Pub Quiz. Pub. Quiz. The relationship between our line of work and demon alcohol is quite explicitly established. As a professional quiz master, I’m regularly offered a glass of wine by the kind host when I’m running a quiz night, but have never accepted, and never will. The reason is simple. In the general course of running a two hour quiz, I might well stumble over my words once or twice, which is absolutely fine. However, if i were to stumble over my words and I’d just be seen taking a sip of wine, that veneer of professionalism might slip, even if there was no actual correlation between the two.
However, we obviously have no problem with our participants drinking. As a participant in pub quizzes, I have seen plenty of teams going dry, perhaps to aid their quiz skills, perhaps because that’s just the way they roll. I’ve pretty much never felt a few beers curbed my quiz powers – I only remember one night in a jackpot round suddenly finding that my powers of clear thinking were a little blurred – that might just as well have been the sheer high-octane pressure of the situation though. It’s safe to say though that quizzing is not one of those activities, like driving, playing football, or walking in a straight line, which is seriously inhibited by drinking.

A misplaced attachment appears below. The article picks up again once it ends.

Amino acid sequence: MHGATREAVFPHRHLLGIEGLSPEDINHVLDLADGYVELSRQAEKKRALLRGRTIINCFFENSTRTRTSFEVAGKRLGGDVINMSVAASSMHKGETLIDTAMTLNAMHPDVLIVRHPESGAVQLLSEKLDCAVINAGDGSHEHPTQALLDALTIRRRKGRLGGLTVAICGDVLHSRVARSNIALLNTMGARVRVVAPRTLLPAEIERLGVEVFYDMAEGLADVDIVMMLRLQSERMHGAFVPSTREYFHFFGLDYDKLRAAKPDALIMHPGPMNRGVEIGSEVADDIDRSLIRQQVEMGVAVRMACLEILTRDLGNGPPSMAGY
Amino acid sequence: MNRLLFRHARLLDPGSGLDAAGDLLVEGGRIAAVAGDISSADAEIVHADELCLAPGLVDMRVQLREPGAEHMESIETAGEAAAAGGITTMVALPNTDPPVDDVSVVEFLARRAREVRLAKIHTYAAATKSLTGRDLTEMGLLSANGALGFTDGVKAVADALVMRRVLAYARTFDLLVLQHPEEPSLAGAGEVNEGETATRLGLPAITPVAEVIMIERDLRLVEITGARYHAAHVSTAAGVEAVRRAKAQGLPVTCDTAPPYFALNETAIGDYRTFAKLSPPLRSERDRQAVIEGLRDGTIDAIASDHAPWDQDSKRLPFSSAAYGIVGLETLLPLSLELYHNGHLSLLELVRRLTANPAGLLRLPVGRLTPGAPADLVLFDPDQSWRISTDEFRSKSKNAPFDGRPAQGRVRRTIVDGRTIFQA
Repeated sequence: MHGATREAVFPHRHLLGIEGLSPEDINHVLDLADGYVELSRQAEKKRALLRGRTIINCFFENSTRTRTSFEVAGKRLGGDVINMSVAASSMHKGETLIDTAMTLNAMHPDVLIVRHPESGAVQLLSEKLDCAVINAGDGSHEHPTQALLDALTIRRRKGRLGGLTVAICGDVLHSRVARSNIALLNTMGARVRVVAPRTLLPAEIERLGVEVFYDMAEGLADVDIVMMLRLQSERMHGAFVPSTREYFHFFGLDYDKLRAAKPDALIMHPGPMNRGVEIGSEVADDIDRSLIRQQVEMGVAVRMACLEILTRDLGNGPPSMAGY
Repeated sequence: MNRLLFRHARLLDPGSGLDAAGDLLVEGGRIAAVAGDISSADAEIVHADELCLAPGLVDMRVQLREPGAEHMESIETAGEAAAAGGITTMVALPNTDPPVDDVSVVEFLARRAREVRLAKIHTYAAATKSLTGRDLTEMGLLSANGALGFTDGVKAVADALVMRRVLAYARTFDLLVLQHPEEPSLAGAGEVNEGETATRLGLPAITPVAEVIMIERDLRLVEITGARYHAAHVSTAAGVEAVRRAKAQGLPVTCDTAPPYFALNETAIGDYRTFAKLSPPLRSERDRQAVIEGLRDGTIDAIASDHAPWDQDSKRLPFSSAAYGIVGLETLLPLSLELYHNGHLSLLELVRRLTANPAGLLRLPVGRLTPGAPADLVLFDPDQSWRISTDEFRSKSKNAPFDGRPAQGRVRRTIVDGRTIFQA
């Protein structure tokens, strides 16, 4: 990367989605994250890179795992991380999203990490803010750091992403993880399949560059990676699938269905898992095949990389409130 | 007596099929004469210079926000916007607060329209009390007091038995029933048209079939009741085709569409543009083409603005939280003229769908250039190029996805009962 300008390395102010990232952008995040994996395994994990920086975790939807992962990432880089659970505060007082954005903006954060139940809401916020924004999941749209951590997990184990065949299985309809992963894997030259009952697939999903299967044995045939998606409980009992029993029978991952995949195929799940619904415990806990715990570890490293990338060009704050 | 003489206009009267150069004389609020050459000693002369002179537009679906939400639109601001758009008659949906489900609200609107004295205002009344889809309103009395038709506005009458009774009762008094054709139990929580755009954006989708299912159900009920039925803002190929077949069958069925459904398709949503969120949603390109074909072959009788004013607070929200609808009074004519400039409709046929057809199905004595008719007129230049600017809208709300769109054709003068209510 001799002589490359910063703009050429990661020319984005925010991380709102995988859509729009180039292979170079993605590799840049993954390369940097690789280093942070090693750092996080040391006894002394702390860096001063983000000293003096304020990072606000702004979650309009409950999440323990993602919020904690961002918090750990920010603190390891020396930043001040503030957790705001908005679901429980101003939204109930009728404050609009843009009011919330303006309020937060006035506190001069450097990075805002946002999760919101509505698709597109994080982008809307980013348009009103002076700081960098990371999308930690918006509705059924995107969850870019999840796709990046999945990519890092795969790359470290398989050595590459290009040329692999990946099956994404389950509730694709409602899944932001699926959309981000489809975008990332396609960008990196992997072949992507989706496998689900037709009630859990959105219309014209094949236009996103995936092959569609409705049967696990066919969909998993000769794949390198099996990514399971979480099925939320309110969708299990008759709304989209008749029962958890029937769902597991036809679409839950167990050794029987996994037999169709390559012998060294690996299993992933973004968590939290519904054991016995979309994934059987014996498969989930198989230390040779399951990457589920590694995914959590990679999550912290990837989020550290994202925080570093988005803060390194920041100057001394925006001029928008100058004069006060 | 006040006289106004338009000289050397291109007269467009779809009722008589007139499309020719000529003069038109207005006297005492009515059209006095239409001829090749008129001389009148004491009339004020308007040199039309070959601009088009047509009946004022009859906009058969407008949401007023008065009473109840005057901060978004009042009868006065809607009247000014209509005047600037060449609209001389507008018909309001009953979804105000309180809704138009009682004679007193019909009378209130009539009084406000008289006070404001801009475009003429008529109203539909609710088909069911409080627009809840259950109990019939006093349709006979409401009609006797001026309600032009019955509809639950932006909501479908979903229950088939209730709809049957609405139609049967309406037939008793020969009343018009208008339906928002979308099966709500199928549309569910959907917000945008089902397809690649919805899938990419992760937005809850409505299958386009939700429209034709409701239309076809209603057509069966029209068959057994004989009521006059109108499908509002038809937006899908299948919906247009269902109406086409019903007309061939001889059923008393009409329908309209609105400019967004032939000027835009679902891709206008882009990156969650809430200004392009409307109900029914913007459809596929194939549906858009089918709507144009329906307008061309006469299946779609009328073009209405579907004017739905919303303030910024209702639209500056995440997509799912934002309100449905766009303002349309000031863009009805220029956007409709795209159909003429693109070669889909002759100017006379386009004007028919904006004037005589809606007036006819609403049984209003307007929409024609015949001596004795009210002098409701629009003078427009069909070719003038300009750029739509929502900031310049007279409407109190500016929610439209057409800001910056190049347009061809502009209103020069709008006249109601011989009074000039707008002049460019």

Having said all that it would not be true to say that we are not a little wary of how events wil turn out if we know participants will be extremely well lubricated as the quiz progresses. A conference, say, at a hotel, where there is a break of a couple of hours between end of day and dinner, then an hour’s dinner before we start the quiz – we can be fairly sure that the atmosphere will be significantly livelier than at a quiz starting at 6 straight after work. Livelier is perhaps the wrong word. Lively is altogether good. Lively and merry is what we aim for. Drunken could occasionally tip over into belligerent and disruptive. That is when quizmaster skills are really called upon. I once ran a quiz in Leith Dockers Club starting at 10 pm on a Sunday night after a charity karaoke night. That was perhaps the most extreme example of dealing with merriness I’ve ever had. I quickly worked out that the best way to run the quiz was to speak as little as possible. Despite my Celtic heritage, my moderately plummy English tones were a source of some amusement and gentle abuse. Once I worked out how to play it, the quiz night was great fun.
People who are drunk don’t want to be mocked or told off. I’ve found the best way to deal with a generally drunken atmosphere is to be firm, polite and a little indulgent. I’ve never had the mood turn at all ugly at any quiz I’ve run (touch wood). Considering that pub quizzes contain a slightly dangerous combination of competitiveness, the possibility of cheating, and alcohol, that’s something to be fairly proud of.
Are you a teetotal pub quizzer, or do you find a few pints helps you perform better at the quiz?